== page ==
Ingredients

  • 1 1/2 cup medium ground cornmeal
  • 1 cup all-purpose flour
  • 3/4 cup granulated sugar
  • 1/2 tsp. salt
  • 2 tsp. baking powder
  • 2 eggs, beaten
  • 1 can corn, drained
  • 1 1/2 cup whole milk
  • 1/2 cup butter, melted (with a small tab on reserve)
  • 1 tsp. extra virgin olive oil

Method

  1. Preheat oven to 450°F
  2. In a large bowl mix together dry ingredients: cornmeal, flour, sugar, salt and baking powder.
  3. In a separate bowl mix together wet ingredients: can of corn, eggs, milk, butter and olive oil.  Reserve a small tab of butter to heat in skillet and create a nice crust on the bottom.
  4. Slowly add in the wet ingredients to the larger bowl and mix gently.  Do not over mix the batter, just mix enough to combine ingredients.  Don’t worry about a few lumps, if you over mix your cornbread will come out dense.  You want fluffy cornbread!
  5. Heat a heavy bottom iron skillet on high and add a tsp of oil and a tab of butter.
  6. When the skillet is hot, pour in the batter.  It should sizzle in the pan, which will ensure crispy edges and utter happiness.
  7. Let it cook for a minute, then put it in the oven to bake
  8. Bake for 20-25 minutes, or until golden brown.
  9. Cut into wedges, squares or sticks and serve with chili or softened butter.

Adjust the amount of sugar depending on your taste.  I like it more on the sweeter side but most of my family likes it a little more savory.  I usually win, as I’m the one making it!  ENJOY and happy cooking!

December 6, 2011

Thyme Couscous

Like pasta, couscous doesn’t have much of a flavor itself.  But that’s one of the best things about it; you can add a variety of flavors, textures and spices to make it fit any mood.  When I’m already busy putting together a main dish, couscous is the perfect addition when you have your hands full.  It only takes 5 minutes to create fluffy, delicate pillows of joy.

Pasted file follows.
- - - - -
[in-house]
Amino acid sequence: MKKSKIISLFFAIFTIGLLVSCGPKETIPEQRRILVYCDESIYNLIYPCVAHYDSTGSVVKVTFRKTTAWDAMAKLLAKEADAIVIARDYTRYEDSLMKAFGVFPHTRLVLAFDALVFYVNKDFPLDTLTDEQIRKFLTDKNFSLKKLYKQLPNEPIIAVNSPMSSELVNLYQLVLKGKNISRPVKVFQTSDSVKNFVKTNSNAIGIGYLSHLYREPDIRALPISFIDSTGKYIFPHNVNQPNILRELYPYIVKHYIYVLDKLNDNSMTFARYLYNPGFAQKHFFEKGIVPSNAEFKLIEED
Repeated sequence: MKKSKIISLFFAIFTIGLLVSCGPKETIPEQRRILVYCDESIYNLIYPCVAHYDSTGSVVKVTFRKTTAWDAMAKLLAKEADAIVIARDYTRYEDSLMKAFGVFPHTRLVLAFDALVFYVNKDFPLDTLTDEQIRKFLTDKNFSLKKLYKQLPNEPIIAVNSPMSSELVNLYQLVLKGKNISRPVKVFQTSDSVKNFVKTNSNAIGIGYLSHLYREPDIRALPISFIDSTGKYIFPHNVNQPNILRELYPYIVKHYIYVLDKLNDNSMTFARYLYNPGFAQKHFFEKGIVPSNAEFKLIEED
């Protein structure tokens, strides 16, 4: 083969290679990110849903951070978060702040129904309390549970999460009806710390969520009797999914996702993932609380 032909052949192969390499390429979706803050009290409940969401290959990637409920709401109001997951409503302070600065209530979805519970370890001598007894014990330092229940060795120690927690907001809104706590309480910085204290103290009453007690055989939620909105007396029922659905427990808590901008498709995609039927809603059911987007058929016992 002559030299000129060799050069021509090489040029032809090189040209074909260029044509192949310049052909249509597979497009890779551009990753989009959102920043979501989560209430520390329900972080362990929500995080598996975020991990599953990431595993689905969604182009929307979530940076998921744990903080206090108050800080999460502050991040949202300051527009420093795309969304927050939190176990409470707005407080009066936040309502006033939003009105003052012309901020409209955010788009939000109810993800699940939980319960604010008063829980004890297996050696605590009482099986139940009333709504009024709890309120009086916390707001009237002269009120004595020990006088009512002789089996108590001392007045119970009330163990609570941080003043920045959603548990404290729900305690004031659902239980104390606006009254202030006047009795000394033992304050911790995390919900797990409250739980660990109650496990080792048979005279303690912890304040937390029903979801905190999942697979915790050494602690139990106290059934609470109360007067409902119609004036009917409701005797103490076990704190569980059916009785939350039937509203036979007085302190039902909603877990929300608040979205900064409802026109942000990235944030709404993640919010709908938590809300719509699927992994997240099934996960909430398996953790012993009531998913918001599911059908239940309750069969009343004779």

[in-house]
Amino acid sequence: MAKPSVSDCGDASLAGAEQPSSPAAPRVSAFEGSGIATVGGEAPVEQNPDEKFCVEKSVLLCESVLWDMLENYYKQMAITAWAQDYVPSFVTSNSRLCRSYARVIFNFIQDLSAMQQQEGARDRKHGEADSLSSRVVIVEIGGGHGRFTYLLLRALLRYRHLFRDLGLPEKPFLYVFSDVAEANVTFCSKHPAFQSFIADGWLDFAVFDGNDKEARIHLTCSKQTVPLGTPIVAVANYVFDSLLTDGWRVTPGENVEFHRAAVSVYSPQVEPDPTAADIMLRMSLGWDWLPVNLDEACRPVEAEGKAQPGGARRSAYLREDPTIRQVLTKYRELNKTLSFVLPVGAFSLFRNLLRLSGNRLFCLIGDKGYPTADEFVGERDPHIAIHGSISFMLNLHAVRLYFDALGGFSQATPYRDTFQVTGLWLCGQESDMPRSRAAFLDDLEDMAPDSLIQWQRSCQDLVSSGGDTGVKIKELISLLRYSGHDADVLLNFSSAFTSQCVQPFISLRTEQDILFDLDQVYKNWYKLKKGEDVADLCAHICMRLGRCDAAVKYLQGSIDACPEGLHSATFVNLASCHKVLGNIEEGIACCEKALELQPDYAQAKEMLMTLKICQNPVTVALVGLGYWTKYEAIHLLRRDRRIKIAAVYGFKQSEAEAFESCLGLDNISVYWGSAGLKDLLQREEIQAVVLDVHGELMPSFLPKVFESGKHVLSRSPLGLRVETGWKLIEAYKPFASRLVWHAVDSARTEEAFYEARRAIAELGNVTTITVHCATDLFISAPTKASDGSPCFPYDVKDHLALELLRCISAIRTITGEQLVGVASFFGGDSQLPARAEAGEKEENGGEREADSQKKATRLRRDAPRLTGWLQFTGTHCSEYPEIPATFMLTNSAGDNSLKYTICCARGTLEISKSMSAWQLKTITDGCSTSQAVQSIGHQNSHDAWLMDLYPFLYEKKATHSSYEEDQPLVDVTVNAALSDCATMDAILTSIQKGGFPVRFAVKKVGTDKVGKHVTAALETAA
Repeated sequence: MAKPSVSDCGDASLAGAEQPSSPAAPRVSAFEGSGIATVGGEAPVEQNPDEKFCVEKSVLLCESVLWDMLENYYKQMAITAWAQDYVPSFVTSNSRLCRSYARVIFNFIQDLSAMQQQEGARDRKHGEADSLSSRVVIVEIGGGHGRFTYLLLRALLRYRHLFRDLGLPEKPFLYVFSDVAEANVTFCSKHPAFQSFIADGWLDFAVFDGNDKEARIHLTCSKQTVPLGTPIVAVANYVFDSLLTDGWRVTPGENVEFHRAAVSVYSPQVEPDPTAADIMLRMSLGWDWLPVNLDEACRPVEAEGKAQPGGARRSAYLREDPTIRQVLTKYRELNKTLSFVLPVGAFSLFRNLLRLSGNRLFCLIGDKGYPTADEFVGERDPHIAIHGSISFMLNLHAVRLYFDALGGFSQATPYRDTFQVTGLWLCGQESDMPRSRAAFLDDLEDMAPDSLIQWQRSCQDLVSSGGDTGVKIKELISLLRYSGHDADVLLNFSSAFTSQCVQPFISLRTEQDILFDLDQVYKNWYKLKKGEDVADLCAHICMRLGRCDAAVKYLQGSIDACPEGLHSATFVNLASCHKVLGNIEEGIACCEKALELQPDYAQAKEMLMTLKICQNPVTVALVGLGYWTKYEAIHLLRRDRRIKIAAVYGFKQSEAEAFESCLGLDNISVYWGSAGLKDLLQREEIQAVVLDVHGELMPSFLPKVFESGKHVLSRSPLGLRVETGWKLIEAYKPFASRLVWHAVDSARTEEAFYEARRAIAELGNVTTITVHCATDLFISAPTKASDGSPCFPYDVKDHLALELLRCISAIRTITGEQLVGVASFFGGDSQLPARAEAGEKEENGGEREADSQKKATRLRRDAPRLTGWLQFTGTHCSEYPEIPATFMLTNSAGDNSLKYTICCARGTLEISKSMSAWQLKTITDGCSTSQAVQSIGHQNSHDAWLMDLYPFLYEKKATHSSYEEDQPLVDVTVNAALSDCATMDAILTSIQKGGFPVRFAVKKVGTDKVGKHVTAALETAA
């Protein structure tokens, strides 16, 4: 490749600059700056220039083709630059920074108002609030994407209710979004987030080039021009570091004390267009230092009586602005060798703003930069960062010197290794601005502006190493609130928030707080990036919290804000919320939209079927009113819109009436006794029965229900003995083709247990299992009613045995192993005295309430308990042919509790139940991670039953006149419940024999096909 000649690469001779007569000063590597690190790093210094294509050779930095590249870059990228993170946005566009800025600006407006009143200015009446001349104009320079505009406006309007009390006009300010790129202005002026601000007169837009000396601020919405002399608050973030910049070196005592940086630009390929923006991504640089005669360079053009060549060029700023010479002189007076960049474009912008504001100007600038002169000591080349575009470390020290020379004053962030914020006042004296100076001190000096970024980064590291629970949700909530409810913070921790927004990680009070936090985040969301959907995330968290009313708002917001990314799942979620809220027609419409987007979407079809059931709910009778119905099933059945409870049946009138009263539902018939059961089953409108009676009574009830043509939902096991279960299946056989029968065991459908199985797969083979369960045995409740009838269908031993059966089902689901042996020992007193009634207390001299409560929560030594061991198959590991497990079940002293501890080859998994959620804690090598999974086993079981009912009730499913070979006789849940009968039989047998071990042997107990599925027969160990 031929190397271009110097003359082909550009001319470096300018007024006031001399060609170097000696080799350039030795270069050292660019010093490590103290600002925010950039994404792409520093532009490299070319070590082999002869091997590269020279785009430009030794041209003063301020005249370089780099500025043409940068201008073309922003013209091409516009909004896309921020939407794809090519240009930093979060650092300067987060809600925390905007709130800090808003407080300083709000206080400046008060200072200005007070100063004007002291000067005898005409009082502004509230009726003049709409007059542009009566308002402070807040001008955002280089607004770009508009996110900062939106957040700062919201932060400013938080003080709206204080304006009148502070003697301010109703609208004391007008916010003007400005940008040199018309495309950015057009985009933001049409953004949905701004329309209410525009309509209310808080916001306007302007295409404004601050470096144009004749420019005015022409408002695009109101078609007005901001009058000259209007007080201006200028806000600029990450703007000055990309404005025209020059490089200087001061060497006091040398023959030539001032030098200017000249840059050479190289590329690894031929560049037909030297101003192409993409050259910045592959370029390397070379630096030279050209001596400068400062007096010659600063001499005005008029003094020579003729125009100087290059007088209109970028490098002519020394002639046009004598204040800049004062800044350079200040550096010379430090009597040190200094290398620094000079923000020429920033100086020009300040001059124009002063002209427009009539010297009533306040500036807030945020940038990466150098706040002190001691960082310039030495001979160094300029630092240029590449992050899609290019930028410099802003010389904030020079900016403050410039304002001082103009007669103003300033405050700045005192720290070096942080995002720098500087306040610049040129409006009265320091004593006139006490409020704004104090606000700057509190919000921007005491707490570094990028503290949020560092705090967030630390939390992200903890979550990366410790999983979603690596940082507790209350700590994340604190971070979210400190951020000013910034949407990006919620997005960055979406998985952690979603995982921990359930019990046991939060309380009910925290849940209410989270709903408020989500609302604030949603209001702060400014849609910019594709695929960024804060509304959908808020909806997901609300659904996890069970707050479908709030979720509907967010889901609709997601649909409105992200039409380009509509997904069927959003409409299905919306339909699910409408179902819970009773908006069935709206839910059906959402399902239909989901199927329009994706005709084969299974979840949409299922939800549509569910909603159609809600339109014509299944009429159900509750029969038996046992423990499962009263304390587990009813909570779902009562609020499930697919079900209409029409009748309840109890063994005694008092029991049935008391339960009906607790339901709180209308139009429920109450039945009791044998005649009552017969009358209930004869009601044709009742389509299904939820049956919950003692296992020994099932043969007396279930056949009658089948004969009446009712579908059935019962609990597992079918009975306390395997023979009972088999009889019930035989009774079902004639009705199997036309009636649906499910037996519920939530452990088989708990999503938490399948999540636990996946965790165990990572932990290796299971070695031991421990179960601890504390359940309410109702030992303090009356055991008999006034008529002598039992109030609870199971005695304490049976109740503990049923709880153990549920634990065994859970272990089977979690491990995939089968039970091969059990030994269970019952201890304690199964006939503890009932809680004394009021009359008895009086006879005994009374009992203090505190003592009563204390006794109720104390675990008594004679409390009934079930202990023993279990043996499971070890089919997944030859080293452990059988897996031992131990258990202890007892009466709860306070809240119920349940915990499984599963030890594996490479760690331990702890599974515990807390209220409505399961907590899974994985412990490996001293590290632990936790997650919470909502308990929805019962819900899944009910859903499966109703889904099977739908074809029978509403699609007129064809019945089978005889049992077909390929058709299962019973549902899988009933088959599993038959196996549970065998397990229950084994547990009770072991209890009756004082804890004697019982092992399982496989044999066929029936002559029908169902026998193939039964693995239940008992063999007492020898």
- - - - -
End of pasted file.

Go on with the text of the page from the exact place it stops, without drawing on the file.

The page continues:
Since couscous is so delicate, you need to be careful with the spice level and what you use.  It will add a great deal of flavor; so if you add something spicy like cayenne that’s all you’ll be able to taste.  I also want to steer you away from using dried herbs, fresh ones are in a completely different category.  It’s like comparing a fresh, crisp Fuji apple to those chewy dried fruit slices better known to me as foamy rubber nothingness.  Couscous cooks in 5 minutes, so the dried herbs don’t have a chance to reconstitute and end up getting stuck in your teeth apart from anything else.  So have fun with fresh herbs, and enjoy these combinations.

Ingredients

  • 1 cup couscous
  • 1 cup water
  • 2 tbsp. butter
  • 1/2 tsp. salt
  • 4 sprigs fresh thyme, finely chopped
  • 1 tsp. garlic powder
  • 1/4 cup toasted pine nuts

Method

  1. Preheat oven to 350°F
  2. Line baking sheet with foil and distribute pine nuts evenly
  3. Toast pine nuts for 10 mins.  Remove when they’re slightly golden around the edges and set aside to cool
  4. In medium saucepan, add couscous, water, butter, salt, fresh thyme and garlic powder. Stir with fork to distribute thyme.  I pinch the thyme with my fingers before adding it in as it helps release the oils and favor.
  5. Bring to a light boil, quickly stir with fork, remove from heat and cover
  6. Let stand 4-5 minutes
  7. Fluff with fork
  8. Add cooled, toasted pint nuts

Here are some of my other favorites!

Basil and Sun-dried Tomato Couscous

  • 1 cup couscous
  • 1 cup water
  • 2 tbsp. butter
  • 1/2 tsp. salt
  • 1/2 cup fresh basil, chopped (add it after the couscous has cooled or the leaves will turn dark brown)
  • 1/4 cup sun-dried tomatoes, roughly chopped
  • 2 tbsp. black olives (optional)

Curry and Raisin Couscous

  • 1 cup couscous
  • 1 cup water
  • 2 tbsp. butter
  • 1/2 tsp. salt
  • 1 tbsp. curry powder
  • ¼ tsp. turmeric
  • 1/3 cup golden raisins
  • 2 tbsp. fresh mint, roughly chopped
  • 1 tsp. toasted ground peanuts

Cranberry & Feta Couscous

  • 1 cup couscous
  • 1 cup water
  • 2 tbsp. butter
  • 1/2 tsp. salt
  • ¼ cup crumbles fresh feta
  • 1/4 cup dried cranberries
  • 1/4 cup toasted, slivered almonds
  • Fresh parsley for garnish
November 29, 2011

Thanksgiving Turkey (with some extras)

There’s one meal I don’t like to mess with, and that’s Thanksgiving.  This is not a place where I tend to experiment.  I threw together some fun appetizers, like prosciutto wrapped dates with balsamic glaze, and homemade hummus, but the main meal was pretty traditional.  I have the rest of the year to play around and make up new combinations, but on the last Thursday of November I go back to my roots with mashed potatoes, Brussels sprouts, stuffing, gravy, roast carrots, and of course succulent, juicy turkey.

Photographer: Zoltan Sylvester